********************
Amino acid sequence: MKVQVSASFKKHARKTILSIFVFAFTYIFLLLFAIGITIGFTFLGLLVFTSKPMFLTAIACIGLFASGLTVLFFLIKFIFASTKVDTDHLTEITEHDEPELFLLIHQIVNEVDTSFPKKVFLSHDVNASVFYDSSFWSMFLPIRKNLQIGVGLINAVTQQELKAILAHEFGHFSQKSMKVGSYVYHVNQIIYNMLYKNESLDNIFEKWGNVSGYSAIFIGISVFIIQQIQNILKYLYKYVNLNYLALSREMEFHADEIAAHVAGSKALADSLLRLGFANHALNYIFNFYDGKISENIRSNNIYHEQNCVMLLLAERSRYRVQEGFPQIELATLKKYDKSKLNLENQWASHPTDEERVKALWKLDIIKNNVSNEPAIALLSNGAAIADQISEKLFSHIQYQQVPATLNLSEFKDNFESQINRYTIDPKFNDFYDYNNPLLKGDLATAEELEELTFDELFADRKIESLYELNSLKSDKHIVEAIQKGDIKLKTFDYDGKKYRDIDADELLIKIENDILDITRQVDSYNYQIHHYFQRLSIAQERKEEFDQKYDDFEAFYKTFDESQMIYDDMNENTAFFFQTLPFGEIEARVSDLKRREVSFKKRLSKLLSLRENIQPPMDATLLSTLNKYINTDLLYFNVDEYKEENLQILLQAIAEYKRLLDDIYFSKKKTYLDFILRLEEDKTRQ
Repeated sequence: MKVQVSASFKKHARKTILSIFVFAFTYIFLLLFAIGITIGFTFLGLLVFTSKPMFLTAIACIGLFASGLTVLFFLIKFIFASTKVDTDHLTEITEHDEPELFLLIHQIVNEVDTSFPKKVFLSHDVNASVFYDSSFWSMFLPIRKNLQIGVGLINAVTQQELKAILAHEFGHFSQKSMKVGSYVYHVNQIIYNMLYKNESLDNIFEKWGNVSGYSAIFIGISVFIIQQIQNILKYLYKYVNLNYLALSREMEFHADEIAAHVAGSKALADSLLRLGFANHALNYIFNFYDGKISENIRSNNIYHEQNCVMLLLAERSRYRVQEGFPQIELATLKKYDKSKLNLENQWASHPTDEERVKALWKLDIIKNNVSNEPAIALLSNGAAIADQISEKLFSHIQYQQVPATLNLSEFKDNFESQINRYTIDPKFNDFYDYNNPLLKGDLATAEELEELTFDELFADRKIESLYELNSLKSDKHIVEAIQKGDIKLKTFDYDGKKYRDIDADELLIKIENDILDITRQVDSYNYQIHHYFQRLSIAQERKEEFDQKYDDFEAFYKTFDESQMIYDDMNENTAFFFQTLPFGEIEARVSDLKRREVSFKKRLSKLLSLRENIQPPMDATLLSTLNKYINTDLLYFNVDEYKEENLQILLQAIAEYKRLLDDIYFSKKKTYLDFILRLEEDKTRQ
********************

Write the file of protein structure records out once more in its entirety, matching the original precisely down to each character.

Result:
Amino acid sequence: MKVQVSASFKKHARKTILSIFVFAFTYIFLLLFAIGITIGFTFLGLLVFTSKPMFLTAIACIGLFASGLTVLFFLIKFIFASTKVDTDHLTEITEHDEPELFLLIHQIVNEVDTSFPKKVFLSHDVNASVFYDSSFWSMFLPIRKNLQIGVGLINAVTQQELKAILAHEFGHFSQKSMKVGSYVYHVNQIIYNMLYKNESLDNIFEKWGNVSGYSAIFIGISVFIIQQIQNILKYLYKYVNLNYLALSREMEFHADEIAAHVAGSKALADSLLRLGFANHALNYIFNFYDGKISENIRSNNIYHEQNCVMLLLAERSRYRVQEGFPQIELATLKKYDKSKLNLENQWASHPTDEERVKALWKLDIIKNNVSNEPAIALLSNGAAIADQISEKLFSHIQYQQVPATLNLSEFKDNFESQINRYTIDPKFNDFYDYNNPLLKGDLATAEELEELTFDELFADRKIESLYELNSLKSDKHIVEAIQKGDIKLKTFDYDGKKYRDIDADELLIKIENDILDITRQVDSYNYQIHHYFQRLSIAQERKEEFDQKYDDFEAFYKTFDESQMIYDDMNENTAFFFQTLPFGEIEARVSDLKRREVSFKKRLSKLLSLRENIQPPMDATLLSTLNKYINTDLLYFNVDEYKEENLQILLQAIAEYKRLLDDIYFSKKKTYLDFILRLEEDKTRQ
Repeated sequence: MKVQVSASFKKHARKTILSIFVFAFTYIFLLLFAIGITIGFTFLGLLVFTSKPMFLTAIACIGLFASGLTVLFFLIKFIFASTKVDTDHLTEITEHDEPELFLLIHQIVNEVDTSFPKKVFLSHDVNASVFYDSSFWSMFLPIRKNLQIGVGLINAVTQQELKAILAHEFGHFSQKSMKVGSYVYHVNQIIYNMLYKNESLDNIFEKWGNVSGYSAIFIGISVFIIQQIQNILKYLYKYVNLNYLALSREMEFHADEIAAHVAGSKALADSLLRLGFANHALNYIFNFYDGKISENIRSNNIYHEQNCVMLLLAERSRYRVQEGFPQIELATLKKYDKSKLNLENQWASHPTDEERVKALWKLDIIKNNVSNEPAIALLSNGAAIADQISEKLFSHIQYQQVPATLNLSEFKDNFESQINRYTIDPKFNDFYDYNNPLLKGDLATAEELEELTFDELFADRKIESLYELNSLKSDKHIVEAIQKGDIKLKTFDYDGKKYRDIDADELLIKIENDILDITRQVDSYNYQIHHYFQRLSIAQERKEEFDQKYDDFEAFYKTFDESQMIYDDMNENTAFFFQTLPFGEIEARVSDLKRREVSFKKRLSKLLSLRENIQPPMDATLLSTLNKYINTDLLYFNVDEYKEENLQILLQAIAEYKRLLDDIYFSKKKTYLDFILRLEEDKTRQ